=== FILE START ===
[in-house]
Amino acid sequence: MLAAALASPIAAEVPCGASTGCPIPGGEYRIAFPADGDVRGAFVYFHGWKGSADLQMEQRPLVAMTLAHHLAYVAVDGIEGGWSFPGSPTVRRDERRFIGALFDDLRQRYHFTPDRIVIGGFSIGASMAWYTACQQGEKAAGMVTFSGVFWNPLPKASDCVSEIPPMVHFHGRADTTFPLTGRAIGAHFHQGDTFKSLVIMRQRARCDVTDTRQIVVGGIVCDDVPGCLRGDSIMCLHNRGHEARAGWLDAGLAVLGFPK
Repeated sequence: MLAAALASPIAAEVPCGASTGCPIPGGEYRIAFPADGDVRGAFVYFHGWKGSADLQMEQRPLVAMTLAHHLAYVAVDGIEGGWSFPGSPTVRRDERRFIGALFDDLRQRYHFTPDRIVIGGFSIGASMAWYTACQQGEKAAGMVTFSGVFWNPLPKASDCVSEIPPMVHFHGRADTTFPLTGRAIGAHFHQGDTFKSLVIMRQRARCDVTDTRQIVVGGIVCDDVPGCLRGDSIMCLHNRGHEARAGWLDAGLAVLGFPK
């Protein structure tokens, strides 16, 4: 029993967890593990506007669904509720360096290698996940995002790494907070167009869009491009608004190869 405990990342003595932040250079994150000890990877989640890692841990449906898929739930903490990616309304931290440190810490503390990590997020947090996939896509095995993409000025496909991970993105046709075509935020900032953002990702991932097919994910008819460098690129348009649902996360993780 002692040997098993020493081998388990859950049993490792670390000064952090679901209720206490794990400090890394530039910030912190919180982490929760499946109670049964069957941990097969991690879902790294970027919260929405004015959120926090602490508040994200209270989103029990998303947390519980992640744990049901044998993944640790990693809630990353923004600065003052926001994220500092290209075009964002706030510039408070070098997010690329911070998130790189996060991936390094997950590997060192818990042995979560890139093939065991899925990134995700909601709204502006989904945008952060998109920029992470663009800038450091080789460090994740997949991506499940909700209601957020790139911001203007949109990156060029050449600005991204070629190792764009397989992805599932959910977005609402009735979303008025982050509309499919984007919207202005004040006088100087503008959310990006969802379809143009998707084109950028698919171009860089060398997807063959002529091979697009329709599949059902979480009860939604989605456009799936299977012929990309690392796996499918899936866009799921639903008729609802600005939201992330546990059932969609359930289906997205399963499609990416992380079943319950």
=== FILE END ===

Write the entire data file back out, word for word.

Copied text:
[in-house]
Amino acid sequence: MLAAALASPIAAEVPCGASTGCPIPGGEYRIAFPADGDVRGAFVYFHGWKGSADLQMEQRPLVAMTLAHHLAYVAVDGIEGGWSFPGSPTVRRDERRFIGALFDDLRQRYHFTPDRIVIGGFSIGASMAWYTACQQGEKAAGMVTFSGVFWNPLPKASDCVSEIPPMVHFHGRADTTFPLTGRAIGAHFHQGDTFKSLVIMRQRARCDVTDTRQIVVGGIVCDDVPGCLRGDSIMCLHNRGHEARAGWLDAGLAVLGFPK
Repeated sequence: MLAAALASPIAAEVPCGASTGCPIPGGEYRIAFPADGDVRGAFVYFHGWKGSADLQMEQRPLVAMTLAHHLAYVAVDGIEGGWSFPGSPTVRRDERRFIGALFDDLRQRYHFTPDRIVIGGFSIGASMAWYTACQQGEKAAGMVTFSGVFWNPLPKASDCVSEIPPMVHFHGRADTTFPLTGRAIGAHFHQGDTFKSLVIMRQRARCDVTDTRQIVVGGIVCDDVPGCLRGDSIMCLHNRGHEARAGWLDAGLAVLGFPK
């Protein structure tokens, strides 16, 4: 029993967890593990506007669904509720360096290698996940995002790494907070167009869009491009608004190869 405990990342003595932040250079994150000890990877989640890692841990449906898929739930903490990616309304931290440190810490503390990590997020947090996939896509095995993409000025496909991970993105046709075509935020900032953002990702991932097919994910008819460098690129348009649902996360993780 002692040997098993020493081998388990859950049993490792670390000064952090679901209720206490794990400090890394530039910030912190919180982490929760499946109670049964069957941990097969991690879902790294970027919260929405004015959120926090602490508040994200209270989103029990998303947390519980992640744990049901044998993944640790990693809630990353923004600065003052926001994220500092290209075009964002706030510039408070070098997010690329911070998130790189996060991936390094997950590997060192818990042995979560890139093939065991899925990134995700909601709204502006989904945008952060998109920029992470663009800038450091080789460090994740997949991506499940909700209601957020790139911001203007949109990156060029050449600005991204070629190792764009397989992805599932959910977005609402009735979303008025982050509309499919984007919207202005004040006088100087503008959310990006969802379809143009998707084109950028698919171009860089060398997807063959002529091979697009329709599949059902979480009860939604989605456009799936299977012929990309690392796996499918899936866009799921639903008729609802600005939201992330546990059932969609359930289906997205399963499609990416992380079943319950």